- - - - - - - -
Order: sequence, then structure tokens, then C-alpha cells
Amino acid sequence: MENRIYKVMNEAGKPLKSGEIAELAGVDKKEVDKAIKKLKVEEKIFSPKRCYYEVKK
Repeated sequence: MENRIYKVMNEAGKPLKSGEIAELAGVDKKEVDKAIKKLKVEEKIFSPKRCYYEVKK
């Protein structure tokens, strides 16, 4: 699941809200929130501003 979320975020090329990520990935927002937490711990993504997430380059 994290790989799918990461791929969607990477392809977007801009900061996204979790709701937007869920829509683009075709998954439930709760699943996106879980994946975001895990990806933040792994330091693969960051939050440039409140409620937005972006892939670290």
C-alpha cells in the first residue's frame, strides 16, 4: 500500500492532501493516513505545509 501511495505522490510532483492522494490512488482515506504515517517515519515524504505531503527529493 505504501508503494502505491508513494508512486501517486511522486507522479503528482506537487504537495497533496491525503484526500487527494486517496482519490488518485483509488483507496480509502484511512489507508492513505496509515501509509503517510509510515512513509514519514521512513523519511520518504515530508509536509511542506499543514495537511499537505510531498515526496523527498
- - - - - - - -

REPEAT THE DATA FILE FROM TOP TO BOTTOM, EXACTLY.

Order: sequence, then structure tokens, then C-alpha cells
Amino acid sequence: MENRIYKVMNEAGKPLKSGEIAELAGVDKKEVDKAIKKLKVEEKIFSPKRCYYEVKK
Repeated sequence: MENRIYKVMNEAGKPLKSGEIAELAGVDKKEVDKAIKKLKVEEKIFSPKRCYYEVKK
């Protein structure tokens, strides 16, 4: 699941809200929130501003 979320975020090329990520990935927002937490711990993504997430380059 994290790989799918990461791929969607990477392809977007801009900061996204979790709701937007869920829509683009075709998954439930709760699943996106879980994946975001895990990806933040792994330091693969960051939050440039409140409620937005972006892939670290």
C-alpha cells in the first residue's frame, strides 16, 4: 500500500492532501493516513505545509 501511495505522490510532483492522494490512488482515506504515517517515519515524504505531503527529493 505504501508503494502505491508513494508512486501517486511522486507522479503528482506537487504537495497533496491525503484526500487527494486517496482519490488518485483509488483507496480509502484511512489507508492513505496509515501509509503517510509510515512513509514519514521512513523519511520518504515530508509536509511542506499543514495537511499537505510531498515526496523527498